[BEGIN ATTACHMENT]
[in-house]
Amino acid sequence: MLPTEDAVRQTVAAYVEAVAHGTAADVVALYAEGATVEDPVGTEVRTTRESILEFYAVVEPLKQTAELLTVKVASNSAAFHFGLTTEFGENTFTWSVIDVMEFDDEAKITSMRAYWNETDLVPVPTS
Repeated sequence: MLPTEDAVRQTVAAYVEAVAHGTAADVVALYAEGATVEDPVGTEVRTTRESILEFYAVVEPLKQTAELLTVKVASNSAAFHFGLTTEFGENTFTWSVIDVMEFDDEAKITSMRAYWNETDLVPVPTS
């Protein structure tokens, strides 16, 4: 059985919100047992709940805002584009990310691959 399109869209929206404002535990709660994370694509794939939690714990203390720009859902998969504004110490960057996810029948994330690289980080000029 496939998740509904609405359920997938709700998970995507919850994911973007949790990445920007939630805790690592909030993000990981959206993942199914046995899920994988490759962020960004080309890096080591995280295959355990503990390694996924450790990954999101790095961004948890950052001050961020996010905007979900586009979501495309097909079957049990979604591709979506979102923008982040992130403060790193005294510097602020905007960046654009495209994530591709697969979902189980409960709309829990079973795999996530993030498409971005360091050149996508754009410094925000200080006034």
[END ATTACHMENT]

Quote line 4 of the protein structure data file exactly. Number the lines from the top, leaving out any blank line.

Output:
């Protein structure tokens, strides 16, 4: 059985919100047992709940805002584009990310691959 399109869209929206404002535990709660994370694509794939939690714990203390720009859902998969504004110490960057996810029948994330690289980080000029 496939998740509904609405359920997938709700998970995507919850994911973007949790990445920007939630805790690592909030993000990981959206993942199914046995899920994988490759962020960004080309890096080591995280295959355990503990390694996924450790990954999101790095961004948890950052001050961020996010905007979900586009979501495309097909079957049990979604591709979506979102923008982040992130403060790193005294510097602020905007960046654009495209994530591709697969979902189980409960709309829990079973795999996530993030498409971005360091050149996508754009410094925000200080006034």